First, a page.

Germany Wrangles Over New Security Measures

German politicians are proposing ideas ranging from centralizing databases to using electronic ankle tags to prevent terrorist attacks
German police provide security at the Brandenburg Gate, ahead of the upcoming New Year’s Eve celebrations in Berlin, Germany, on Dec 27.German police provide security at the Brandenburg Gate, ahead of the upcoming New Year’s Eve celebrations in Berlin, Germany, on Dec 27.

No issue is more politically sensitive in Germany than security.

Since the Christmas market attack in Berlin on December 19, few days have gone by on which security forces have not been forced to field either criticism from the media, or new suggestions from panicked politicians about how they should be organized, Deutsche Welle reported.

Speaking at an annual meeting of the German civil service association in Cologne on Monday, German Chancellor Angela Merkel has said the Berlin attack demanded a swift response from the government that guarantees both security and civil liberties, while calling for faster deportations for failed asylum seekers.

Referring to the terror attack at Berlin’s Breitscheidplatz on December 19, Merkel said the attack “urges us to act faster, to act correctly and to not just stop at announcements but also show where we stand”.

Commenting on the Cologne police’s handling of security on New Year’s Eve, she said the officers had behaved “correctly”. The police’s activities that day included targeted security checks on men of North African descent. There were also reports that the police referred to the groups of men using the acronym “Nafris”, triggering a debate on racial profiling in Germany.

The Cologne police tweeted on New Year’s Eve, “Hundreds of Nafris screened at main railroad station.”

On Twitter, the popular German comedian Jan Boehmermann retorted, “What is the difference between Nafri and the [n-word]?”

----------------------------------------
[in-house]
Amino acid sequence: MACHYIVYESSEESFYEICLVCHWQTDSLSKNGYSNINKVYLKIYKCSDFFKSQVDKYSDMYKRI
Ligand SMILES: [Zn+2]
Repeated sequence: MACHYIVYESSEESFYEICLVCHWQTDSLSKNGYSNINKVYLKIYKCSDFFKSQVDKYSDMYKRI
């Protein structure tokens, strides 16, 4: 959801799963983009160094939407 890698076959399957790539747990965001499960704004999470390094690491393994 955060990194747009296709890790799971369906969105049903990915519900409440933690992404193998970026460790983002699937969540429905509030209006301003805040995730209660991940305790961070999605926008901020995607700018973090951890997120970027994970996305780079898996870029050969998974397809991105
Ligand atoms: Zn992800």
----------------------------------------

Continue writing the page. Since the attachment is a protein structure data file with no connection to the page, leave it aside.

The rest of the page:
Police say the term is simply a shorthand they use internally to refer to North Africans and is not derogatory.

Amnesty International denounced the police operation as blatant “racial profiling”.

“Questions over the legality and proportionality arise when nearly 1,000 people are checked and partially stopped only because of their appearance,” senior Green Party politician, Simone Peter, told the Rheinische Post.

 Consensus Over “Common Solutions”

The chancellor also spoke of developing a consensus among political parties in Berlin and finding “common solutions” to classify Algeria, Morocco and Tunisia as secure states of origin, enabling German authorities to send back refugees coming from these countries.

“Officials could decide on an application faster if they knew whether the asylum seeker came from a secure or a dangerous country,” she added. Merkel also spoke in favor of faster deportations, but said it was important that a deal with the countries where these people were being sent back be negotiated “respectfully”.

Deportations to Morocco, Algeria and Tunisia are currently complicated because the countries are not ready to take back citizens who have fled the country.

Members of Merkel’s party, CDU and its coalition partner, the SPD, are now demanding that the European Union reduce aid to these states if they refuse to change their stance.